Animal Model of Respiratory Syncytial Virus Infection in Nude Mice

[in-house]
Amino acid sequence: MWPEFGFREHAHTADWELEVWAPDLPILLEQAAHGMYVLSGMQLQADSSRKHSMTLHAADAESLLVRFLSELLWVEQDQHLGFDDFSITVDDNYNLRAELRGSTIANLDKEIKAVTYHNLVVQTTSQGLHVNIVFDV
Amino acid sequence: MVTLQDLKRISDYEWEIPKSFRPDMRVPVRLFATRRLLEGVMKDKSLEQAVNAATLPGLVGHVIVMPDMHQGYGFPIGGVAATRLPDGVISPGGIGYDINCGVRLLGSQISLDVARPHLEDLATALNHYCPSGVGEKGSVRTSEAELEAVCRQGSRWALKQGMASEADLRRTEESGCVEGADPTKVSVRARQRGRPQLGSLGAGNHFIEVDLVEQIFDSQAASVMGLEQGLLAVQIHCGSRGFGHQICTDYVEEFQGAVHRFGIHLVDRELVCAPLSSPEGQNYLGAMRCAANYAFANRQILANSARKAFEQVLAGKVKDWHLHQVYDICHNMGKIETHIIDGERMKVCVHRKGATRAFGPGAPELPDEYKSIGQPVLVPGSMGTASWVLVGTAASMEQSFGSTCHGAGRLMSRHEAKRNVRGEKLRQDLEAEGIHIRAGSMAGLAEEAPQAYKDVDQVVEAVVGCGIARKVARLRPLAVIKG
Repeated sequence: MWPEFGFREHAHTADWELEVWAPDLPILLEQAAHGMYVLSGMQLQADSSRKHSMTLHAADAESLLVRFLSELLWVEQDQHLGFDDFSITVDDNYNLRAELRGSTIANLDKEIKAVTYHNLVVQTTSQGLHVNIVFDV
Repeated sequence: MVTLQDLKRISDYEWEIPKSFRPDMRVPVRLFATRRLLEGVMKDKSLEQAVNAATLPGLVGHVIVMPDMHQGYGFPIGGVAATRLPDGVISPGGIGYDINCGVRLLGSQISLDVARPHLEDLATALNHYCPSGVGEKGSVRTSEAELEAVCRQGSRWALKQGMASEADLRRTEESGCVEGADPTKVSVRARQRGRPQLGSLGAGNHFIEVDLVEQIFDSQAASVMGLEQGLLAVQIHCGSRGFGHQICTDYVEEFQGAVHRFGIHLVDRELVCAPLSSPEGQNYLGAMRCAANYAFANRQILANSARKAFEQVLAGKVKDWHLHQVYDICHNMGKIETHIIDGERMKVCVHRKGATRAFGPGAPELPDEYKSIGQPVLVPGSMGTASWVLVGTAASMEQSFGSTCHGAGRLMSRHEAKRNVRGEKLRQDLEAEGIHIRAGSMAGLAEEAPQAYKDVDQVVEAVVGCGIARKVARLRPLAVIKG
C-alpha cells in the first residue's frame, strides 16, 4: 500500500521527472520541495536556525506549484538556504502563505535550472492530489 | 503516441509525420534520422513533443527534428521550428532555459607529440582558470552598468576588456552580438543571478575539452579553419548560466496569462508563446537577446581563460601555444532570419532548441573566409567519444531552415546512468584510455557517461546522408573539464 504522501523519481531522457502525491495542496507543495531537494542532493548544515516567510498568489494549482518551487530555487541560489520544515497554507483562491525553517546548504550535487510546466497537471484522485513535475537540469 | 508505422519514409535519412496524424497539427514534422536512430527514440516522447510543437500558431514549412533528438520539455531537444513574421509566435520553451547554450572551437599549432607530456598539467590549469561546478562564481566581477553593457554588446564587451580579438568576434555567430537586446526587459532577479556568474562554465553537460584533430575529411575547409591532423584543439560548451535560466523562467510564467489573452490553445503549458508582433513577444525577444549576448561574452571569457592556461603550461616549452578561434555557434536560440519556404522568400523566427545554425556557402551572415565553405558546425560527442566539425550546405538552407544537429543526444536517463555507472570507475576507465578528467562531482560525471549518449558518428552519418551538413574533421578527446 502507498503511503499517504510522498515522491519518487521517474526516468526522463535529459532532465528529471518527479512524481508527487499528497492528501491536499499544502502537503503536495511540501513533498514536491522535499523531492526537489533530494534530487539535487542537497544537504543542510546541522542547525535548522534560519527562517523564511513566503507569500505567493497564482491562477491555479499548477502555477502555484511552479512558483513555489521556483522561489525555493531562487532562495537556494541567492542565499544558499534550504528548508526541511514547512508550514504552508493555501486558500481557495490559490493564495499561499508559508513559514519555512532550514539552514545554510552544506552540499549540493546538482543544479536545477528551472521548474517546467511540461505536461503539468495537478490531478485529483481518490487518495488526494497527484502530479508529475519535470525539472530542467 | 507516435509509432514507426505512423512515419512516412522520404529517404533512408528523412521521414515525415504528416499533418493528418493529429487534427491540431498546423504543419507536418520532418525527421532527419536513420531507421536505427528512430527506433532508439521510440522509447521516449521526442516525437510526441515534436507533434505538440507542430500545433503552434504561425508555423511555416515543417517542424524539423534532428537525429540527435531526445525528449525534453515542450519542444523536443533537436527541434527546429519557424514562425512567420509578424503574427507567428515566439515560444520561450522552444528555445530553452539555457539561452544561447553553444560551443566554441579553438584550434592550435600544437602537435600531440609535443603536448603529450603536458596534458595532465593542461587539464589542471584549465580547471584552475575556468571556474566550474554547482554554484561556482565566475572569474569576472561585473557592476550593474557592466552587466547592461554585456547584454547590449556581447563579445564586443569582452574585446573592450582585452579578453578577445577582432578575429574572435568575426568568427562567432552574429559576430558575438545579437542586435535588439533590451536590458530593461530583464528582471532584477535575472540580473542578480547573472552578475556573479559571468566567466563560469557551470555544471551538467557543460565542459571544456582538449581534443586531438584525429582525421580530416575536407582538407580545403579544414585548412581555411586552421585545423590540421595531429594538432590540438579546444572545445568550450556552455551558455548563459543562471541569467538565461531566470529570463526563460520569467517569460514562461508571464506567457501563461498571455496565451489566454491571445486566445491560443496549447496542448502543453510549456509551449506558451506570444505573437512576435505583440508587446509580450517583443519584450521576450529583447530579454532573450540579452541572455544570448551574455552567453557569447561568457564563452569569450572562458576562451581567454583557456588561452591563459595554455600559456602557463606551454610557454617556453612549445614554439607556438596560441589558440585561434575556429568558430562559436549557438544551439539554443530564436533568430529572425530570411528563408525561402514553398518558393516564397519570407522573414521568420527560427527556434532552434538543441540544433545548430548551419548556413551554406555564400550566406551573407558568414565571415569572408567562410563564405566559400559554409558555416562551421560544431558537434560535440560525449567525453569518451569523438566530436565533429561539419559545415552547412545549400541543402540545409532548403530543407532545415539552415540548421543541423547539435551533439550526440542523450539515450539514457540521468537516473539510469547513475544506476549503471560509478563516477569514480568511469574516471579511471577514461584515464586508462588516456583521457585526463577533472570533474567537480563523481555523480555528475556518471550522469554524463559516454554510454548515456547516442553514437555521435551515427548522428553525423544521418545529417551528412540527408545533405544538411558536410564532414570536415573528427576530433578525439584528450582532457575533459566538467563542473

Abstract: Respiratory syncytial virus ( RSV) is a worldwide leading viral cause of lower respiratory tract infection in children. Immunodeficient individuals are vulnerable to severe RSV infection. No ideal animal model is available at the present time. To establish an ideal murine model, RSV was dripped in tranasally into cellular immunodeficient nude mice, then pulmonary virus was isolated and viral antigen in bronchi-alveolar lavage fluid was identified by direct immunofluorescent assay. Pulmonary viral titers detected by plaque forming assay, peaked on the 3rd day post infection, and were still detectable by the 9th day post infection. RSV antigen was mainly localized in cytoplasm of alveolus and bronchioles by immunohistochemistry assay. RSV infected nude mice developed interstitial pneumonia with prominent lymphocyte infiltration; meanwhile the virus destroyed the air-blood barrier and viral inclusions were found by electron microscopy. The numbers of leukocyte in bronchi-alveolar lavage fluid increased significantly and peaked at the 9th day post infection. All these results indicated that RSV infected nude mice showed similar patterns of viral replication and pulmonary histopathology as with infected humans, and had a high level, durative viral replication. Therefore, RSV infected nude mice appears to be a workable murine model for assessing the effect of antiviral agents against RSV.